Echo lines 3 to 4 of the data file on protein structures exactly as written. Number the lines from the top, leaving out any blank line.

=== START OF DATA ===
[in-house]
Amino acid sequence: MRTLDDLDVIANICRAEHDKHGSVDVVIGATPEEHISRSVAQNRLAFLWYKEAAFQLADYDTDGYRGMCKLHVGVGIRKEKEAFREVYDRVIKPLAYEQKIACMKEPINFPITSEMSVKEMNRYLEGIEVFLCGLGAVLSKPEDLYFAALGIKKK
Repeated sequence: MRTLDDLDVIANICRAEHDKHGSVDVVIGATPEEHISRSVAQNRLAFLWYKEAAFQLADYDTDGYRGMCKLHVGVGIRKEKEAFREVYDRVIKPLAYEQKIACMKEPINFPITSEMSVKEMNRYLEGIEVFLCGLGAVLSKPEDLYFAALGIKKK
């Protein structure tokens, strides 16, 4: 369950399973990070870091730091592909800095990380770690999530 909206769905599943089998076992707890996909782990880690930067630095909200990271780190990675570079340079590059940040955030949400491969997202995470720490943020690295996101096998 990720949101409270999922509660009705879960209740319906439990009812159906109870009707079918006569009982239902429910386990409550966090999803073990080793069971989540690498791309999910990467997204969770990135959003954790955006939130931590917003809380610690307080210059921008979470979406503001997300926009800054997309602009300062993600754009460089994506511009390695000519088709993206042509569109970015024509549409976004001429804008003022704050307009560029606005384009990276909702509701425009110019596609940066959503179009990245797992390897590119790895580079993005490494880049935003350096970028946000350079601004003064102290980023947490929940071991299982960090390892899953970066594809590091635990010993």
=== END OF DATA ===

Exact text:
Repeated sequence: MRTLDDLDVIANICRAEHDKHGSVDVVIGATPEEHISRSVAQNRLAFLWYKEAAFQLADYDTDGYRGMCKLHVGVGIRKEKEAFREVYDRVIKPLAYEQKIACMKEPINFPITSEMSVKEMNRYLEGIEVFLCGLGAVLSKPEDLYFAALGIKKK
């Protein structure tokens, strides 16, 4: 369950399973990070870091730091592909800095990380770690999530 909206769905599943089998076992707890996909782990880690930067630095909200990271780190990675570079340079590059940040955030949400491969997202995470720490943020690295996101096998 990720949101409270999922509660009705879960209740319906439990009812159906109870009707079918006569009982239902429910386990409550966090999803073990080793069971989540690498791309999910990467997204969770990135959003954790955006939130931590917003809380610690307080210059921008979470979406503001997300926009800054997309602009300062993600754009460089994506511009390695000519088709993206042509569109970015024509549409976004001429804008003022704050307009560029606005384009990276909702509701425009110019596609940066959503179009990245797992390897590119790895580079993005490494880049935003350096970028946000350079601004003064102290980023947490929940071991299982960090390892899953970066594809590091635990010993």